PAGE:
Unconsciousness or non-awareness is akin to disobedience in the eyes of the left-brained conquistador.  “You should have been paying attention!”, he angrily shouts in an attempt to wake you from your mindless reverie.  In fact we talk of consciousness using the same type of metaphors and connotations as before: high = good, low = bad.  Dismissing the fact that there are good reasons not to be aware of everything and to forcefully guide all our thoughts and actions, while also discounting the fact that many people are naturally right-brained, and that trying to make them operate in left-brained ways can be very counterproductive.

I have not only been a victim of a society that imposes left-brain standards, but I have also unwittingly fallen into the trap of wilfully attempting to conform myself, sometimes based on what I perceive to be more desirable by industry standards.  Now I realise that in multiple areas of my life I have actually made things more difficult for myself by trying to get in alignment with external factors that neither know or care about me, instead of concentrating all my efforts on being myself.

I have become too self-conscious, contained and shaped by routine, affected by what other people expect of me; a poor copy of my former self.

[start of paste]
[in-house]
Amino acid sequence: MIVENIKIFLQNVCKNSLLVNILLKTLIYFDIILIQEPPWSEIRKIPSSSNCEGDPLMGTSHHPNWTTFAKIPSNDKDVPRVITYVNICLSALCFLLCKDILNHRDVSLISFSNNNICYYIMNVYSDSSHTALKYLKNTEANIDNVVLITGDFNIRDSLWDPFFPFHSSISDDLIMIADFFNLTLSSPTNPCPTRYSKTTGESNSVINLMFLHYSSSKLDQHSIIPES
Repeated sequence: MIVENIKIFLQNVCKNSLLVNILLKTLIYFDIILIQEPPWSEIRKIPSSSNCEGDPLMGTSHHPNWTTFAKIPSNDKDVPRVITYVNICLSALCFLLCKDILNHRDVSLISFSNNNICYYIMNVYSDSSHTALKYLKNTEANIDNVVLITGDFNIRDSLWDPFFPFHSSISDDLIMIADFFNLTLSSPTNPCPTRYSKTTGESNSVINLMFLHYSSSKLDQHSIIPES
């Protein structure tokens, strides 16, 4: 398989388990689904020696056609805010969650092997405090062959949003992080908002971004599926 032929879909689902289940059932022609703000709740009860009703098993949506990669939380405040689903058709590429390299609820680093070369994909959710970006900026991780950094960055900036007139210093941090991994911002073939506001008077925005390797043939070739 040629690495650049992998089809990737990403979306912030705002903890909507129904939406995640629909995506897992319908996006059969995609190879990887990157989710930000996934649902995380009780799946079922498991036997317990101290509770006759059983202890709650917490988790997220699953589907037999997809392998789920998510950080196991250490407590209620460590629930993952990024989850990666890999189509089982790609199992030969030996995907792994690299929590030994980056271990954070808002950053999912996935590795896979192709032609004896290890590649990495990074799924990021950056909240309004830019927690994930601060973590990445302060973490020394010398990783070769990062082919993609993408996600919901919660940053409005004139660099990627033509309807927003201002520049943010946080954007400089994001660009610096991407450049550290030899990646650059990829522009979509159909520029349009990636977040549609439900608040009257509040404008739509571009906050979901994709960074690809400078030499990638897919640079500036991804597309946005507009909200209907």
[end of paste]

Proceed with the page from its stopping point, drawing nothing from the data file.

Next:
What I need to do is lose my mind.

Low and Mighty

24.09.17

As self-domesticated animals we retain strong links to our primal history and physical nature through our relatively unchanged biological makeup, particularly that of the brain.  But despite this fact, or perhaps because of it, we seem to be focusing our efforts on moving further away from, denying and even erasing all traces of this shameful past.

We place ourselves above animals and even use this as a derogatory term to describe other.  Flies, dogs and pigs to list a few, have all had the misfortune of having their names sullied by the connotations of man.  Animals are evidently lower life-forms, and thus, humans who share animal characteristics are repulsive pigs who deserve to die like dogs.

But the relationship we have with our beastly brethren as evidenced by our common expressions is only just the beginning of the story.  Perhaps the most significant aspect of our domestication is the move towards a sedentary lifestyle, and particularly the rejection, stigmatisation and devaluation of physical labour.